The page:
- Published on Saturday, 24 July 2010 10:10
Tribune Company-owned television stations may soon see their newscasts "fixed." An experimental new concept in TV News called NewsFix
will begin rolling out this fall.
The idea behind NewsFix is to remove all on-camera anchors and reporters. Instead, the newscast will use only fast-edited video, natural sound and added graphics/special effects to tell news stories. Instead of a traditional newscast, it is meant to be a collection of stories that just roll together.
The first Tribune station to experiment with NewsFix will be KIAH-TV, Houston, TX's Channel 39. KIAH-TV is consistently the lowest rated newscast in Houston between the five local English-language stations that air daily news programs, drawing as low as 0.1 percent of Houston's television audience.
KIAH staffers were called into a meeting Thursday and told about the impending changes, which now involve reassigning the on-air anchors and reporters. The TV news people, used to being able to look good on camera while verbally conveying the day's news, will now be used for new, off-camera duties. The innovative format is expected to begin in late September.
The NewsFix concept comes the mind of Tribune Company's Chief Innovation Officer, Lee Abrams. Lee Abrams is the former radio programming guru brought into the Tribune by CEO Randy Michaels in March 2008. He was the Senior Vice-President and Senior Programmer for XM when he was pulled to Michaels' side. Radio Ink once called Abrams one of the most important radio figures of all time. He is credited with inventing the Album Rock format -- the first successful format on FM radio -- and being one of the architects behind the Classic Rock and Active Rock formats. He supposedly was also instrumental in launching Radio Disney. Additionally, Abrams has dabbled in the music industry, producing albums and working with the careers of some very high profile musicians. A few years ago, he even helped with the redesign of Rolling Stone Magazine.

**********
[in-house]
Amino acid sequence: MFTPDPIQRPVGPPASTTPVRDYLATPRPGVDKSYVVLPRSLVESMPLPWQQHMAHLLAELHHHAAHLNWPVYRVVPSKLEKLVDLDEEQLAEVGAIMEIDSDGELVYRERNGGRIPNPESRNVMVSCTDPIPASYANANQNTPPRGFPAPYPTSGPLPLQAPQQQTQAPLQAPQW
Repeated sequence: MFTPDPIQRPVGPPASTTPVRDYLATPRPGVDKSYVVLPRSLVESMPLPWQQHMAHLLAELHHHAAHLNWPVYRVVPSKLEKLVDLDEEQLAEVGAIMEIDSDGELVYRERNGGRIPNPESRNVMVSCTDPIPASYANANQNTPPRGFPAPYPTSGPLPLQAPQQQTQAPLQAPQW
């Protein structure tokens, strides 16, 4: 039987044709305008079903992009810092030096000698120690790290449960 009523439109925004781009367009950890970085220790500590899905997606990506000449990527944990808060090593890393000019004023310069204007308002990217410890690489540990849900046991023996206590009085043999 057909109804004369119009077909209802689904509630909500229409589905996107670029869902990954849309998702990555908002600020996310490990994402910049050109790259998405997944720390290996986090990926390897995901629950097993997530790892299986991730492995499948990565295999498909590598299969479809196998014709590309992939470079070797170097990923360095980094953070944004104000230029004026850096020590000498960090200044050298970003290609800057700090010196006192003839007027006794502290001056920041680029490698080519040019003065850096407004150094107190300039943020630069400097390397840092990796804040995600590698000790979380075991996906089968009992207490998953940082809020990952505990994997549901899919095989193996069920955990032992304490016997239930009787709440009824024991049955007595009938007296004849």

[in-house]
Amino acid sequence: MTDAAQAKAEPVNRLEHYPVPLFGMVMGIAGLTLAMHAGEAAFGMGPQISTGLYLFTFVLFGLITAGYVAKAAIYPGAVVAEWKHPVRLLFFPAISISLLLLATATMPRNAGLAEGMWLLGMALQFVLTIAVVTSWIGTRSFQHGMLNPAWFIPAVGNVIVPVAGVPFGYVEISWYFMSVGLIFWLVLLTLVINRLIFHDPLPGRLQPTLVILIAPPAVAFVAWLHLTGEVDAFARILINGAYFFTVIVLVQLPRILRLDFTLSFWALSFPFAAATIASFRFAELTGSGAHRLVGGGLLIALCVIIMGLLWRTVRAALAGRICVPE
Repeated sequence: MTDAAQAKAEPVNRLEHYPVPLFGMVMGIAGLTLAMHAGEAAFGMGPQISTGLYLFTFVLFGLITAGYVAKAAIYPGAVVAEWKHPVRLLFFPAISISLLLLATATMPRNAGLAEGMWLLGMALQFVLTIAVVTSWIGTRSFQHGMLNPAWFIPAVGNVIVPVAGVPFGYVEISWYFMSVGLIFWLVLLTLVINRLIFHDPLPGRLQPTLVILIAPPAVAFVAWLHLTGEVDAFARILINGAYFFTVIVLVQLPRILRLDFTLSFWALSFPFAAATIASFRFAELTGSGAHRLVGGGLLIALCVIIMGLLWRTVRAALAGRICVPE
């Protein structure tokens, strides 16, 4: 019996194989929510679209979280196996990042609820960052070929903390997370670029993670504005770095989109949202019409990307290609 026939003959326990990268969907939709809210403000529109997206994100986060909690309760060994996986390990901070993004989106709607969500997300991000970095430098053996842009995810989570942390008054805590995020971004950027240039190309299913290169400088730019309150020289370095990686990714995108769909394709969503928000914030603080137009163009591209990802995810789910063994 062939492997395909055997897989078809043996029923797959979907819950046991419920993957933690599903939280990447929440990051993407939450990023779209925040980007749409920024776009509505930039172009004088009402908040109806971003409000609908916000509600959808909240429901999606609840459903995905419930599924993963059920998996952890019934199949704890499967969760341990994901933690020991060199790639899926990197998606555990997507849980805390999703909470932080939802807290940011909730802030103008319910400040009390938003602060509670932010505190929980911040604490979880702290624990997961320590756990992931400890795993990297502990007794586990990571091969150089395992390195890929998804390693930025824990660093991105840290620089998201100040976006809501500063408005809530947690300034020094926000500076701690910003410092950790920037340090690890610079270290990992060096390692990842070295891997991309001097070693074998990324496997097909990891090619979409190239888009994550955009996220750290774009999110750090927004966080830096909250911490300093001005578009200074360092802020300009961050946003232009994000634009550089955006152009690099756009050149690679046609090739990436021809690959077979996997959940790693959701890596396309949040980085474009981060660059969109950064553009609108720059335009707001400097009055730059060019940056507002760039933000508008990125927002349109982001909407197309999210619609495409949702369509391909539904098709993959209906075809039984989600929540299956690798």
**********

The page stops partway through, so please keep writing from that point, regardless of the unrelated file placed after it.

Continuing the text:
This is not the first time Lee Abrams has stepped away from the music world, and ventured into television, though. He has worked with MTV before and also helped with the launch of the cable network TNT. He now has his sights on helping Tribune Company newscasts.
In a statement
put out by the Tribune on June 29th, Lee Abrams said, "Incremental change at our television stations won't get it done. We have to be radically and noticeably different -- we have to imagine TV and TV news in a totally new way, one that breaks through and reinvents the decades old, tired TV playbook."
NewsFix is Abrams plan for differentiating their newscasts from their competitors' newscasts. Houston's KIAH-TV will be the first to experience NewsFix, but the plan is to slowly roll out the concept to other stations across the country, especially in those markets where the newscasts are under-performing in the ratings.
Tribune Company owns 23 television stations, including Chicago's WGN-TV & CLTV. While WGN-TV is expected to see some elements of NewsFix occasionally worked into its daily newscasts, because of the strong viewership it currently has, a full NewsFix roll out is not expected there anytime soon. Tribune-owned CLTV may see much more "tweaking" in the coming months, though.
In a recent interview
with the Chicago Tribune's Phil Rosenthal, Lee Abrams told him, "We're going to do the greatest level of experimenting where we have the least to lose. You'll see tweaks to WGN and CLTV with this new structure. But we have a lot of cities where we're not doing well in morning and evening news, and we're not going to tweak our way out of it. We have to do something dramatic. What happens sometimes is a station will mimic the big guy and end up with the poor man's version of traditional news. To really bust out, we have to do something noticeable and different."
The June 29th press statement made a bold call: "The TV revolution is underway at the new Tribune." Lee Abrams' NewsFix is the opening salvo in that revolution.